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LINGUISTIC DIVERSITY, LINGUISTIC DIV MINORITY ... Linguistic diversity, minority languages and sustainable development = Diversidad lingüística, lenguas minorizadas y desarrollo

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  • ITZIAR IDIAZABAL & MANEL PÉREZ-CAUREL (EDS.)

    Organización de las Naciones Unidas

    para la Educación,

    Hezkuntza, Zientzia eta Kulturarako

    Nazio Batuen Erakundea

    la Ciencia y la Cultura

    Munduko Hizkuntza Ondarearen UNESCO Katedra Cátedra UNESCO de Patrimonio Lingüístico Mundial UNESCO Chair on World Language Heritage

    LINGUISTIC DIVERSITY, LINGUISTIC DIV MINORITY LANGUAGES MINORITY LAN AND SUSTAINABLE AND SUSTAINABLE DEVELOPMENT DEVELOPMENT DEVEL DIVERSIDAD LINGÜÍSTICA, DIVERSIDAD LENGUAS MINORIZADAS LENGUAS MIN Y DESARROLLO Y DESARROLLO Y DES SOSTENIBLE SOSTENIBLE SOSTENIBL DIVERSITÉ LINGUISTIQUE, DIVERSITÉ LANGUES MINORITAIRES LANGUES MI ET DÉVELOPPEMENT ET DÉVELOPPEM DURABLE DURABLE DURABLE DURAB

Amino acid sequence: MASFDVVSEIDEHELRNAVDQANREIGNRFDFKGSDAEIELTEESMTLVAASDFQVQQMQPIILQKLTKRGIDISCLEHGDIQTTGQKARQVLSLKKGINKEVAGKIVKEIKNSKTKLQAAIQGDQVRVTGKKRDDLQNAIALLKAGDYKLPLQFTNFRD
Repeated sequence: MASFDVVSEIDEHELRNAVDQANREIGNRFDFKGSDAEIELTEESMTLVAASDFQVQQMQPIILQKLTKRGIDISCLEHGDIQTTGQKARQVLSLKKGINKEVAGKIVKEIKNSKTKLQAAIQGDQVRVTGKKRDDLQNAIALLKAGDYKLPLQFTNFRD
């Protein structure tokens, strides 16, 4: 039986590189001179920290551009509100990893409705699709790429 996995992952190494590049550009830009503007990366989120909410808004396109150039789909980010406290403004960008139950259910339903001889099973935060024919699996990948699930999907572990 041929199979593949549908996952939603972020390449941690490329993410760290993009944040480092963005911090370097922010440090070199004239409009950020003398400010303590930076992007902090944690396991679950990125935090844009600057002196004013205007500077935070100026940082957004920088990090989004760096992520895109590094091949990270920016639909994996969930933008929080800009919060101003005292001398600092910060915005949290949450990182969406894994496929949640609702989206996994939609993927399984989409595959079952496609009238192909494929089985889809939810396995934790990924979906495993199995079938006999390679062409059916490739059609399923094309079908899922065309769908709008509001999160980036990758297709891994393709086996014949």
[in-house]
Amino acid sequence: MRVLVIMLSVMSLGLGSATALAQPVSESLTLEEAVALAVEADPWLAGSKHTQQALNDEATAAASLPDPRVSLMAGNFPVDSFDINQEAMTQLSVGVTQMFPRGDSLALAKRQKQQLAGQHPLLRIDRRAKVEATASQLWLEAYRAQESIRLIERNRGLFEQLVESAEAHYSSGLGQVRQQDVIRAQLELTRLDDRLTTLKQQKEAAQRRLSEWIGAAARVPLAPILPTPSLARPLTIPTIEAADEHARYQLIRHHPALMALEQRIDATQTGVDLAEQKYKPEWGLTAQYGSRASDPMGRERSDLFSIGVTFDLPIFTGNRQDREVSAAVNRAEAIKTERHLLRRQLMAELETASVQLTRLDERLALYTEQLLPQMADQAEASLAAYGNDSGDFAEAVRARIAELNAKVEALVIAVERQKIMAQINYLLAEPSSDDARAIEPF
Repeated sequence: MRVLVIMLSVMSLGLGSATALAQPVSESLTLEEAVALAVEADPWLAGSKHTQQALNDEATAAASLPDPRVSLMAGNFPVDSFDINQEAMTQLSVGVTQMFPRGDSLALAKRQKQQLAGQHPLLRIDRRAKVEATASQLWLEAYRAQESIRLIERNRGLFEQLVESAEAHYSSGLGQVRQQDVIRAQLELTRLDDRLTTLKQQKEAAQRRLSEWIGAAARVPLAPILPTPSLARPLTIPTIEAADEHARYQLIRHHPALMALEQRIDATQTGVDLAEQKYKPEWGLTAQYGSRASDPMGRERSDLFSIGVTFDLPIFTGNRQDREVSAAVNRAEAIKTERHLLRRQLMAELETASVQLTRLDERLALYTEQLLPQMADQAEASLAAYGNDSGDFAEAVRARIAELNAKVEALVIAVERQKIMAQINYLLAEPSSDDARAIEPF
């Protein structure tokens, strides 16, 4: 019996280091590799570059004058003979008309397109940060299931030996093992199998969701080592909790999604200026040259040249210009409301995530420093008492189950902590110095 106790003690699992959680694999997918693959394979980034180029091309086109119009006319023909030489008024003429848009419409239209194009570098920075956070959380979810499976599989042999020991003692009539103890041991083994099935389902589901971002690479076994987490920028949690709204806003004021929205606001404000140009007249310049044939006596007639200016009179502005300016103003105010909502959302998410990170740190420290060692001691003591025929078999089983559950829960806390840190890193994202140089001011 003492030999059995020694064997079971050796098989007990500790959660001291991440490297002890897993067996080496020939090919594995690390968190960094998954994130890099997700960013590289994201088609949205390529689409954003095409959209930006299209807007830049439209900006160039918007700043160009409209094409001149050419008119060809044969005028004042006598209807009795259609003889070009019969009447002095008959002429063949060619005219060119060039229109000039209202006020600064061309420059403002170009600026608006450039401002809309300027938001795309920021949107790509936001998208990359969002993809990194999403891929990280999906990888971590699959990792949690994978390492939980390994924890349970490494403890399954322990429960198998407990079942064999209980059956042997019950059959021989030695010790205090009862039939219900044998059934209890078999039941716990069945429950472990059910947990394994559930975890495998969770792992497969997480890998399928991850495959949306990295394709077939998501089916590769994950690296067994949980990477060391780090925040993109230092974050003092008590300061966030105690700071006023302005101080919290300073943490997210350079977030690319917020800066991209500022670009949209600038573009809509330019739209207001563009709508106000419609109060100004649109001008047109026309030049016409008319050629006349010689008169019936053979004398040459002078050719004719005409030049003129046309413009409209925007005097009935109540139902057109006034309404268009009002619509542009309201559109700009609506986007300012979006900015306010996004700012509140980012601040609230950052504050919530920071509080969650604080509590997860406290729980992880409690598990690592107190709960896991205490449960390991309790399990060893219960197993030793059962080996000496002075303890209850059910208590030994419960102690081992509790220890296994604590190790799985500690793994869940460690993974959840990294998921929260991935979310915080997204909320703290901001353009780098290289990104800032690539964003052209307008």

• LINGUISTIC DIVERSITY, MINORITY LANGUAGES AND SUSTAINABLE DEVELOPMENT

    DIVERSIDAD LINGÜÍSTICA, LENGUAS MINORIZADAS Y DESARROLLO SOSTENIBLE

    DIVERSITÉ LINGUISTIQUE, LANGUES MINORITAIRES ET DÉVELOPPEMENT DURABLE

    Edted by Editado por

    Itziar Idiazabal Manel Pérez- Caurel

    With the colaboration of Nora Etxaniz Con la colaboración de Nora Etxaniz

    UNESCO Chair on Wordl Language Heritage of the University of the Basque Country (UPV/EHU)

    Cátedra UNESCO de Patrimonio Lingüístico Mundial de la Universidad del País Vasco (UPV/EHU)

    Euskal Herriko Unibertsitateko (UPV/EHU) Munduko Hizkuntza Ondarearen UNESCO Katedra

  • CIP. Biblioteca Universitaria

    Linguistic diversity, minority languages and sustainable development = Diversidad lingüística, lenguas minorizadas y desarrollo sostenible = Diversité linguistique, langues menacées et développement durable / Itziar Idiazabal & Manel Pérez-Caurel (eds.) ; [con la colaboración de = with the colaboration of, Nora Etxaniz]. – Datos. – Bilbao : Universidad del País Vasco / Euskal Herriko Unibertsitatea, Argitalpen Zerbitzua = Servicio Editorial, [2019]. – 1 recurso en línea : PDF (262 p.)

    Textos en inglés, español y francés Modo de acceso: World Wide Web ISBN: 978-84-1319-070-9.

    1. Minorías lingüísticas. 2. Multilingüismo. 3. Lenguaje y lenguas - Revitalización. 4. Desarrollo sostenible. I. Idiazabal, Itziar, editor. II. Pérez-Caurel, Manel, editor. III. Etxaniz, Nora, colaborador.